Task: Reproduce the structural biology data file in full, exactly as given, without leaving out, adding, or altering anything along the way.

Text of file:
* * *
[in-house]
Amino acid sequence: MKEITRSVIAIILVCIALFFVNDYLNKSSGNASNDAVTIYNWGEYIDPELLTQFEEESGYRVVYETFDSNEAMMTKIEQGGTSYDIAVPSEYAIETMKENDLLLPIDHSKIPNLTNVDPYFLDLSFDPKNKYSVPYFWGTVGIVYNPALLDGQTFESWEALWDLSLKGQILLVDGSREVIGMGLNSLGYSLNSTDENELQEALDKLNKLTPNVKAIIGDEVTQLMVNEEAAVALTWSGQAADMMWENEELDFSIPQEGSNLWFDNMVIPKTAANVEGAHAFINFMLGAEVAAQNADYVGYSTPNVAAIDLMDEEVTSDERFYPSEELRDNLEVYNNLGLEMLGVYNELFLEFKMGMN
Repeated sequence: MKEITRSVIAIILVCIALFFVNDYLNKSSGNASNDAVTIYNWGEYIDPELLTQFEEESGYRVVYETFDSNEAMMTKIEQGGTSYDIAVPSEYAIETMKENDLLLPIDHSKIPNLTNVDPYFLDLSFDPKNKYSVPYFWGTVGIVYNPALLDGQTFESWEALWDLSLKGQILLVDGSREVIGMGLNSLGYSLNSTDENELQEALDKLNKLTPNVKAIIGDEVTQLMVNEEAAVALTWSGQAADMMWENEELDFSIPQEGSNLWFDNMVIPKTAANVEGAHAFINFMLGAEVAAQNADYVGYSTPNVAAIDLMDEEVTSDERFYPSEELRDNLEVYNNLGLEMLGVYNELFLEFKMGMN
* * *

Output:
[in-house]
Amino acid sequence: MKEITRSVIAIILVCIALFFVNDYLNKSSGNASNDAVTIYNWGEYIDPELLTQFEEESGYRVVYETFDSNEAMMTKIEQGGTSYDIAVPSEYAIETMKENDLLLPIDHSKIPNLTNVDPYFLDLSFDPKNKYSVPYFWGTVGIVYNPALLDGQTFESWEALWDLSLKGQILLVDGSREVIGMGLNSLGYSLNSTDENELQEALDKLNKLTPNVKAIIGDEVTQLMVNEEAAVALTWSGQAADMMWENEELDFSIPQEGSNLWFDNMVIPKTAANVEGAHAFINFMLGAEVAAQNADYVGYSTPNVAAIDLMDEEVTSDERFYPSEELRDNLEVYNNLGLEMLGVYNELFLEFKMGMN
Repeated sequence: MKEITRSVIAIILVCIALFFVNDYLNKSSGNASNDAVTIYNWGEYIDPELLTQFEEESGYRVVYETFDSNEAMMTKIEQGGTSYDIAVPSEYAIETMKENDLLLPIDHSKIPNLTNVDPYFLDLSFDPKNKYSVPYFWGTVGIVYNPALLDGQTFESWEALWDLSLKGQILLVDGSREVIGMGLNSLGYSLNSTDENELQEALDKLNKLTPNVKAIIGDEVTQLMVNEEAAVALTWSGQAADMMWENEELDFSIPQEGSNLWFDNMVIPKTAANVEGAHAFINFMLGAEVAAQNADYVGYSTPNVAAIDLMDEEVTSDERFYPSEELRDNLEVYNNLGLEMLGVYNELFLEFKMGMN